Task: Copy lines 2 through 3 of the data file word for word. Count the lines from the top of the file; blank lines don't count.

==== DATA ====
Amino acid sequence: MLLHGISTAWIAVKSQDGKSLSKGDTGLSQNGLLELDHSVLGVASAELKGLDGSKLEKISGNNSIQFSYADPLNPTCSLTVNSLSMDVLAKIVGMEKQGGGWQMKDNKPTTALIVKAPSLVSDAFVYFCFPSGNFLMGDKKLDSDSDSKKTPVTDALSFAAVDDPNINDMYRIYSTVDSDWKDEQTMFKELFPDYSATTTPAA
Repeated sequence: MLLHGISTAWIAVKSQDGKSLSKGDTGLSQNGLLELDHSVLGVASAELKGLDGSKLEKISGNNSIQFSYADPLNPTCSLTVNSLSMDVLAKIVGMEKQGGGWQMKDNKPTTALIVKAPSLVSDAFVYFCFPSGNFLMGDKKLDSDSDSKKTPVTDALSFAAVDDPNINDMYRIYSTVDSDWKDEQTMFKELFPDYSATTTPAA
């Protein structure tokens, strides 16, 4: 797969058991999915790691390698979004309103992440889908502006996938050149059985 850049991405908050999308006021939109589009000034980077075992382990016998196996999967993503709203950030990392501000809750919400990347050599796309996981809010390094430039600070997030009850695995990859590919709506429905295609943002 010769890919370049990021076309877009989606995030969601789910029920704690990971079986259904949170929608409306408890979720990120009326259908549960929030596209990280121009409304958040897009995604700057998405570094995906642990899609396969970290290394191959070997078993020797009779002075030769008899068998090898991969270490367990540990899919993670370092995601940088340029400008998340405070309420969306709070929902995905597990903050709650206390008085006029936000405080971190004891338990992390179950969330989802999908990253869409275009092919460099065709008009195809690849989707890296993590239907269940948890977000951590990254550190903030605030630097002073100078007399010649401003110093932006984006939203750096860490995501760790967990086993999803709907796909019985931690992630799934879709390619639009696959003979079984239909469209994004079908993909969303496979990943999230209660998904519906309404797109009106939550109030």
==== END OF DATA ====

Repeated sequence: MLLHGISTAWIAVKSQDGKSLSKGDTGLSQNGLLELDHSVLGVASAELKGLDGSKLEKISGNNSIQFSYADPLNPTCSLTVNSLSMDVLAKIVGMEKQGGGWQMKDNKPTTALIVKAPSLVSDAFVYFCFPSGNFLMGDKKLDSDSDSKKTPVTDALSFAAVDDPNINDMYRIYSTVDSDWKDEQTMFKELFPDYSATTTPAA
């Protein structure tokens, strides 16, 4: 797969058991999915790691390698979004309103992440889908502006996938050149059985 850049991405908050999308006021939109589009000034980077075992382990016998196996999967993503709203950030990392501000809750919400990347050599796309996981809010390094430039600070997030009850695995990859590919709506429905295609943002 010769890919370049990021076309877009989606995030969601789910029920704690990971079986259904949170929608409306408890979720990120009326259908549960929030596209990280121009409304958040897009995604700057998405570094995906642990899609396969970290290394191959070997078993020797009779002075030769008899068998090898991969270490367990540990899919993670370092995601940088340029400008998340405070309420969306709070929902995905597990903050709650206390008085006029936000405080971190004891338990992390179950969330989802999908990253869409275009092919460099065709008009195809690849989707890296993590239907269940948890977000951590990254550190903030605030630097002073100078007399010649401003110093932006984006939203750096860490995501760790967990086993999803709907796909019985931690992630799934879709390619639009696959003979079984239909469209994004079908993909969303496979990943999230209660998904519906309404797109009106939550109030």